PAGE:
Pharmacists are central to supporting mental health care

by Emily Laing

After 6 years of the hustle and bustle in London, I decided to return home to the rolling welsh hills for an exciting new role as advanced primary care pharmacist specialising in mental health at Cwm Taff Morgannwg University health board. The welsh healthcare system was new to me, the way primary care functioned was new to me and starting a new service in the middle of a global pandemic was most certainly new to me.

During my time as a resident pharmacist at Guys and St Thomas’s NHS trust, I undertook a placement at South London and Maudsley NHS trust, where my world was opened up to mental health as a speciality. I really enjoyed the unpredictability of each day, the passion of my colleagues, as well as the new responsibility given to me to provide evidence-based treatment options. Soon after, I made the switch from general hospital to mental health, initially covering inpatient wards but then moving over to the community mental health teams.  During these years, I have been lucky enough to be supported to complete a clinical diploma, independent prescribing course and most recently an MSc in pharmacy research.

There are still so many unknowns with mental health. Guidelines for some conditions can often seem vague and a trial and error mentality when it comes to treatment. This means that pharmacists as experts in medicines have an essential role in mental health treatments.

Adherence to medicines is the main reason for re-admissions to hospital. This is another key role for mental health pharmacists to provide timely medication information, involve patients in their treatment choices and help to match medication regimens to a patient’s lifestyle and beliefs with the hope of supporting better adherence.

When you are dealing with a person suffering from an episode of mental health deterioration, you are dealing with someone at their most vulnerable. It is extremely rewarding to know that pharmacists, as experts in medicines, can use their skills and experience to support people to feel better and to be able to watch them gradually get back to feeling themselves.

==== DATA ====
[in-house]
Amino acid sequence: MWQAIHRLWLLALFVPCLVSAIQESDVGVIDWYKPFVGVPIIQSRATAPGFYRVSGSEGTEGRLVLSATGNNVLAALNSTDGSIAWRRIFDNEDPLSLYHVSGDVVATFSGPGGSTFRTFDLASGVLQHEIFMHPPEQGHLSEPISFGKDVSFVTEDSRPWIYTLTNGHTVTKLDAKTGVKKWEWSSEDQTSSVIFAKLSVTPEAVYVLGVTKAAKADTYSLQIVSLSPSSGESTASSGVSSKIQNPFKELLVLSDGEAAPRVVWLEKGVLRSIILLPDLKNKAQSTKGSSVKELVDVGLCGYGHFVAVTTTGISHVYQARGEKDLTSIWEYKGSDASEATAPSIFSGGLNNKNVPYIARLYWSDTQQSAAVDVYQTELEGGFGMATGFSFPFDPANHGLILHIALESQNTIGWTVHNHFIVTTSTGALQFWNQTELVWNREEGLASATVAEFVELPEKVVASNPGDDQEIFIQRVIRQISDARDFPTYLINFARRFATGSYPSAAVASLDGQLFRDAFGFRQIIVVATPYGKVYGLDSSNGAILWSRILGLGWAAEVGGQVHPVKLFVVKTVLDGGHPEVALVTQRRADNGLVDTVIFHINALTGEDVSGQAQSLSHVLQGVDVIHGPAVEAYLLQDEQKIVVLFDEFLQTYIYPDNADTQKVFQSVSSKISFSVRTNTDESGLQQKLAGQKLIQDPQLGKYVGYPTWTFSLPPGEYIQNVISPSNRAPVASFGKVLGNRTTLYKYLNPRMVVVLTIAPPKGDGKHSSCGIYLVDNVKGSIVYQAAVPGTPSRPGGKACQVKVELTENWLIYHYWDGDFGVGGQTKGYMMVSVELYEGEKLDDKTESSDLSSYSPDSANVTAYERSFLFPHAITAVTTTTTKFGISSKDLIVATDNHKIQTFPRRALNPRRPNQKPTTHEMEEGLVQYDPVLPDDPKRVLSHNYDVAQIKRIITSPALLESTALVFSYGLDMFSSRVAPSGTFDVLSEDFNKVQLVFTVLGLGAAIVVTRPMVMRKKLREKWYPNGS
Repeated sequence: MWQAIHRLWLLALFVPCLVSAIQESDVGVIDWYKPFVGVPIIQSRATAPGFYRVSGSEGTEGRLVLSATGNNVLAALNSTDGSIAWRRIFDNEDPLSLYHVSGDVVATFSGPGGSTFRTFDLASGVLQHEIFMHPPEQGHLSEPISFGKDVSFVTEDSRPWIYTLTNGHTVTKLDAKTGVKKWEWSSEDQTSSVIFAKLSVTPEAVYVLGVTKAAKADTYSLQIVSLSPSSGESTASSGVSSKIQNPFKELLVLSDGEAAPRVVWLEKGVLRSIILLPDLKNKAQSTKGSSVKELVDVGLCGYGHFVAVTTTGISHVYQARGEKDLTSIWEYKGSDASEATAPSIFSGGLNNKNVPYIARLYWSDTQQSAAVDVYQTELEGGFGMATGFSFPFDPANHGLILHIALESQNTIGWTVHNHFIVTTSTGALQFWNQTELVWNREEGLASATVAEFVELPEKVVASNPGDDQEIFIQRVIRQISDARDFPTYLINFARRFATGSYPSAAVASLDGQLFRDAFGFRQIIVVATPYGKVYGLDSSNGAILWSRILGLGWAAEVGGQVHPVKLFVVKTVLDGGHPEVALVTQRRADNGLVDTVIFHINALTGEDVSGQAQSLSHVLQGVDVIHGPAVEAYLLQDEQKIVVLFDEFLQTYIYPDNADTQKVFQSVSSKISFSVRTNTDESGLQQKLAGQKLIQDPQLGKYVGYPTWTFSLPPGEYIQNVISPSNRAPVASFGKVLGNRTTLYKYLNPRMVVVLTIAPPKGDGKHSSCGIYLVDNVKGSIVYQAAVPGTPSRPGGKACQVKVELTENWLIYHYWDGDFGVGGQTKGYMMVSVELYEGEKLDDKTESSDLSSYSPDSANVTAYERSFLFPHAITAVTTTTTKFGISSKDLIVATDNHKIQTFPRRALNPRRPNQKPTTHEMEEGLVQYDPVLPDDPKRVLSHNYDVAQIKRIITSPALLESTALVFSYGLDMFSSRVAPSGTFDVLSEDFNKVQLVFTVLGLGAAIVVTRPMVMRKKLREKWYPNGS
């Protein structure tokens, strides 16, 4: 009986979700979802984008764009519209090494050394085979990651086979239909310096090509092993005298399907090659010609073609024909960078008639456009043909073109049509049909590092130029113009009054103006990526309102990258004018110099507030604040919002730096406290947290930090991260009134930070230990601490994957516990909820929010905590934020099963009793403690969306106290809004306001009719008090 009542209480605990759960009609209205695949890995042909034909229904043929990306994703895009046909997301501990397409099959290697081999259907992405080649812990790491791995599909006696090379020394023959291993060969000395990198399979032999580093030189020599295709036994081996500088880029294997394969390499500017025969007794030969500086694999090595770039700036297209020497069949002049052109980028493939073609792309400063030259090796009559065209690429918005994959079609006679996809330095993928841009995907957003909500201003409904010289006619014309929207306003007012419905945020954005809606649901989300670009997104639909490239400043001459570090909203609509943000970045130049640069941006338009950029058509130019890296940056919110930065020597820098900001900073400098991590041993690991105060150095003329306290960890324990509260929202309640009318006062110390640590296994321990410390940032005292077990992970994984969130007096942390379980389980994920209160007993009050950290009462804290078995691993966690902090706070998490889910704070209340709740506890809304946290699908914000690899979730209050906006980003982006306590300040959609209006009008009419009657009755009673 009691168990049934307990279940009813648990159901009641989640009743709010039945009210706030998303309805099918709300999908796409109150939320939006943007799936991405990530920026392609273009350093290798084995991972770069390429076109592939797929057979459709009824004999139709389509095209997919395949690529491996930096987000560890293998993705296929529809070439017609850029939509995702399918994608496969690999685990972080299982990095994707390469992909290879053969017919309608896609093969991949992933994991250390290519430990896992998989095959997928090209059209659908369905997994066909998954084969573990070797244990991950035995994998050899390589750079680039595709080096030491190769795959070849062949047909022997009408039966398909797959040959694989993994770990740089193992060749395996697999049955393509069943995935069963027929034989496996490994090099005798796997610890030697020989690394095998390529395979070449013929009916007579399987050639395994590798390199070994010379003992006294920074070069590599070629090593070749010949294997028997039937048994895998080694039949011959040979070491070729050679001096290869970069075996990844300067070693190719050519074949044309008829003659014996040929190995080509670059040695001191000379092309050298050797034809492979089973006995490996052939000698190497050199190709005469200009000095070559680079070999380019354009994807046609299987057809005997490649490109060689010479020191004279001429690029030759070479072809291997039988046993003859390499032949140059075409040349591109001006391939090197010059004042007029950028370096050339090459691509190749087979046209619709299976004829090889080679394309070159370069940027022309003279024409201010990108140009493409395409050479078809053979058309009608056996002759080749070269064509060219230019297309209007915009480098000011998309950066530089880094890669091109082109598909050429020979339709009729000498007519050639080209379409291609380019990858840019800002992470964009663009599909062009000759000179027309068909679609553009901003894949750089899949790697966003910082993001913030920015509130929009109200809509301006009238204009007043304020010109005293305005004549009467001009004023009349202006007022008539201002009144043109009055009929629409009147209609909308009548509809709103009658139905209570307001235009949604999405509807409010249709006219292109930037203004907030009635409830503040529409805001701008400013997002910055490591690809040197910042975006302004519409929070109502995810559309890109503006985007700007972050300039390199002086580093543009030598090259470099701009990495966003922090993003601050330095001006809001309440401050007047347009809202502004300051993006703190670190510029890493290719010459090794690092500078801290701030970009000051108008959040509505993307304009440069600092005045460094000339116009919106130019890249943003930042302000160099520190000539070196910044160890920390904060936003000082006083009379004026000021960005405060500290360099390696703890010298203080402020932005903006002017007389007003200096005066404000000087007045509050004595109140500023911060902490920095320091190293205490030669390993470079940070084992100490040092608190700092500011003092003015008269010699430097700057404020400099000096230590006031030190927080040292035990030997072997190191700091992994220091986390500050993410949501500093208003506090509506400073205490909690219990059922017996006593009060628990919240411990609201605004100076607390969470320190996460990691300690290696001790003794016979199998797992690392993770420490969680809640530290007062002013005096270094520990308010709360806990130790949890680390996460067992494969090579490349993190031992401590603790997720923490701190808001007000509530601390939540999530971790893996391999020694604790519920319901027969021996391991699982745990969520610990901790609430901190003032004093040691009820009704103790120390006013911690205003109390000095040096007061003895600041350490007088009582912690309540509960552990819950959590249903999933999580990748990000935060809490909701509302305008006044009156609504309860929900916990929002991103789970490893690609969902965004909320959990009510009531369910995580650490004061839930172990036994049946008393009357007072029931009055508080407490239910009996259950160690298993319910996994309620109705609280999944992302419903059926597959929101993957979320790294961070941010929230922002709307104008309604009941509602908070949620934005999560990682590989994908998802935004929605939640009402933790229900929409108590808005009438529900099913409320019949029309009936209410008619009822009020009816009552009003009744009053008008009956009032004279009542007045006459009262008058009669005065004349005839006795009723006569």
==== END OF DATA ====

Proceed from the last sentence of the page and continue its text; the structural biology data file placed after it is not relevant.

During my roles over the years in secondary care, I realised the disparity of mental health services offered to people in secondary care compared to primary care. The majority of secondary care services are bursting at the seams, which means the vast majority of patients who need help are managed in primary care. GP’s, practice nurses, cluster pharmacists and community pharmacists get minimal training in mental health, yet they are dealing with the majority of the patients. So, when I saw this role in CTM advertised, I thought it was the perfect step.

Since being in post, I have spent most of my time building relationships with GP practices, primary care pharmacists and secondary care mental health services. It has taken time to understand where we are as a health board on different mental health services and where we need to be. I have been busy answering clinical queries, providing staff training, and evaluating progress of valproate in females of child bearing potential. I was also working on the discontinuation of Priadel but I am so grateful for the RPS campaign which has helped to ensure patient access to this vital medicine.

All of this has been done in a time of uncertainty due to the pandemic. There have been many challenges along the way and I expect more over the coming year but I feel each day I am progressing (slowly). Although there are challenges, the excitement and determination to develop this service to support primary care practitioners to provide better care for patients outdo the challenges. I feel very grateful to have the opportunity to shape primary care mental health services across the health board at a time when it is needed the most.